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April 11, 2014 — In southeastern Wyoming, people are more than ready this time of year to get outside and enjoy the warmer weather. Then, suddenly, they feel the wind pick up and the temperatures cool ‑‑ signs of an impending thunderstorm.
Where these humidity or moisture boundaries -- known as dry lines -- meet, there is the potential for severe thunderstorms to originate. This is where University of Wyoming student Phil Bergmaier becomes curious about this phenomenon, which occurs in spring and early summer in the Cowboy State.
“I’ve always been interested in severe weather phenomena,” says Bergmaier, a master’s student in atmospheric science from Sadsburyville, Pa. “Dry lines are something that intrigues me. There’s still a mystery about them. We don’t fully understand them.”
Dry lines are nonfrontal boundaries that separate two air masses -- drier air at higher elevations in the west and humid area coming off the Gulf of Mexico from the east -- with distinctly different humidity levels. A dry line drops moist air and dry air together. Such a convergent flow may lead to a rising motion of the air and may trigger a thunderstorm.
Bergmaier is lead writer of a paper, titled “A Dry line in Southeast Wyoming, Part II: Airborne In Situ and Raman Lidar Observations.” The paper was officially accepted April 8 for publication in Monthly Weather Review.
The goal of this study was to describe the fine-scale vertical structure of a southeastern Wyoming dry line. This was done through analysis of airborne in situ data obtained during four separate flight tracks by the UW King Air research aircraft and remotely sensored water vapor measurements from a compact Raman lidar aboard the aircraft.
The Raman lidar was developed by Zhien Wang, a UW associate professor in the Department of Atmospheric Science. Lidar is a remote-sensing technology that measures distance by illuminating a target with a laser and analyzing the reflected light.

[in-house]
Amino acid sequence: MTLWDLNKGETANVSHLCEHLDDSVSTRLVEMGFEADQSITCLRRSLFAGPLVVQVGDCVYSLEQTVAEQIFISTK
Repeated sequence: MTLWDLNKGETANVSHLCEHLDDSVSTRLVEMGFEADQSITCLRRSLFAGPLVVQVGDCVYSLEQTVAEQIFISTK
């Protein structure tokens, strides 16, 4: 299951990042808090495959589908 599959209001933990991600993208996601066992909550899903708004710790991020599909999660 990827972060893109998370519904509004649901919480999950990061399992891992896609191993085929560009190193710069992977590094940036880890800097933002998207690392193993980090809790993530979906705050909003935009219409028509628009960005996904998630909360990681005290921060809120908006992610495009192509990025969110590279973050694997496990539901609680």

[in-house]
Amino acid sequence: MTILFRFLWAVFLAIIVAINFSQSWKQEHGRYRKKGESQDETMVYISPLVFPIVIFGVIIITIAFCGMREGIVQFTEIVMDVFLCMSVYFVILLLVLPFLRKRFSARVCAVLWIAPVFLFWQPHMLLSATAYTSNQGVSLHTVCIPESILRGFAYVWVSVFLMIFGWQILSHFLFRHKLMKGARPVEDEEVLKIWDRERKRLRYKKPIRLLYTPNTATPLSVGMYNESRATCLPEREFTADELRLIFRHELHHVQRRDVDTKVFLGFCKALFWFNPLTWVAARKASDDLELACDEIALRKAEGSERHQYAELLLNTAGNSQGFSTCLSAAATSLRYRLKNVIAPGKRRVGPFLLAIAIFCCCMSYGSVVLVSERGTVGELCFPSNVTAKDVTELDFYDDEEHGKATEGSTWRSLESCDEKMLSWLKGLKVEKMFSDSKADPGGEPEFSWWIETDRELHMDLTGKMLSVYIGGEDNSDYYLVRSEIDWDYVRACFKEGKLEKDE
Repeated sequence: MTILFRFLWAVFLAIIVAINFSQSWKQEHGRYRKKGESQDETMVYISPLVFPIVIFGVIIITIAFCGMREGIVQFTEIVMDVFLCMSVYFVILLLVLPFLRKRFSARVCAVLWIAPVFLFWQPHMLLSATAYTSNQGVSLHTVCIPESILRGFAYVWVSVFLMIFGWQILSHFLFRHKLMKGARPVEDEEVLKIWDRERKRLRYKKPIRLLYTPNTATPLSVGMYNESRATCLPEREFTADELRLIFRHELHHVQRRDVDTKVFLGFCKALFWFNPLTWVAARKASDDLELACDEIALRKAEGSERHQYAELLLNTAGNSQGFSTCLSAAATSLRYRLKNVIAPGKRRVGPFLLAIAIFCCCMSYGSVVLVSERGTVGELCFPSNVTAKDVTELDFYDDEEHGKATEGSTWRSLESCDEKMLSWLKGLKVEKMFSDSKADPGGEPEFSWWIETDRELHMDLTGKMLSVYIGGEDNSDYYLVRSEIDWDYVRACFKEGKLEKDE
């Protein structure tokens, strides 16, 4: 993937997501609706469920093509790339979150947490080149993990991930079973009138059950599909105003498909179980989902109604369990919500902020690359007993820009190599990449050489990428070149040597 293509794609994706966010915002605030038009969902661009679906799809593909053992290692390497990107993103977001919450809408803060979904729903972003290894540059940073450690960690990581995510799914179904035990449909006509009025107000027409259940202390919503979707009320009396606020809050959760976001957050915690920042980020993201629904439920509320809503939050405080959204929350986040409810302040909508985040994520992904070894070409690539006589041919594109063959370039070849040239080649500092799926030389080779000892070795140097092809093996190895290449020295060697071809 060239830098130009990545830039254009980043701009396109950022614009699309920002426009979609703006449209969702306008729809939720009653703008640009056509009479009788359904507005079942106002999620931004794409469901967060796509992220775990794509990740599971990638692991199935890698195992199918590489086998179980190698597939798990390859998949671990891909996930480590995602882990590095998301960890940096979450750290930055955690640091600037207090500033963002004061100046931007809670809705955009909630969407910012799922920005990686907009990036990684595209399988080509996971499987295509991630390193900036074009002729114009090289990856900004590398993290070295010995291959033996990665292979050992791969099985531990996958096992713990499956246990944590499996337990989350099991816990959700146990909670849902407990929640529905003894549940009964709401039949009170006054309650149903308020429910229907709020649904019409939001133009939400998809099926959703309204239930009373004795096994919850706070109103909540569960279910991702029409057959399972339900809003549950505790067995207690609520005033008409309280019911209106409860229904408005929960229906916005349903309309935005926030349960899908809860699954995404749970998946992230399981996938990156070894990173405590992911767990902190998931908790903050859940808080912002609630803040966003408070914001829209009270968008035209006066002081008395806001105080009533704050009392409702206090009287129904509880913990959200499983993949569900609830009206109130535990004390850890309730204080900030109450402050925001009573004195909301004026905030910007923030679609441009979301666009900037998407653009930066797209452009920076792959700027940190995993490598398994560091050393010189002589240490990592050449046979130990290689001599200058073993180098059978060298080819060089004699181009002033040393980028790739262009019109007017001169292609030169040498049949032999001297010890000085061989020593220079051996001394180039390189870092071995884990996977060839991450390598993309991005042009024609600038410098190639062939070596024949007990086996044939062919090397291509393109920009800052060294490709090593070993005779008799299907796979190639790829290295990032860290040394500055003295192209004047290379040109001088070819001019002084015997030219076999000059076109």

The airborne Raman lidar measurements of a dry line are the first of its kind, and show the moisture gradient at the dry line in very fine detail, Bergmaier says.
“The lidar was able to essentially measure the water vapor in the atmosphere,” Bergmaier says. “A dry line, by definition, is a moisture boundary separating very humid air in the east from dry air in the west. There is high water vapor to the east and it dries out as it goes to the east.”
Bergmaier’s paper was a follow-up to an initial study conducted by UW graduate student Patrick Campbell, under the supervision of Bart Geerts, a UW professor of atmospheric science. That study, published in 2013, was the first to document a dry line in southeastern Wyoming -- one that occurred between Laramie and Cheyenne June 22, 2010, and dropped baseball-size hail in Laramie County.
In reference to the June 2010 dry line, Geerts says, “It acted in a way very similar to what we and others have observed in Oklahoma and Texas. Even though dry lines farther south occur over flatter, lower terrain, this (Wyoming) dry line was very similar to those.”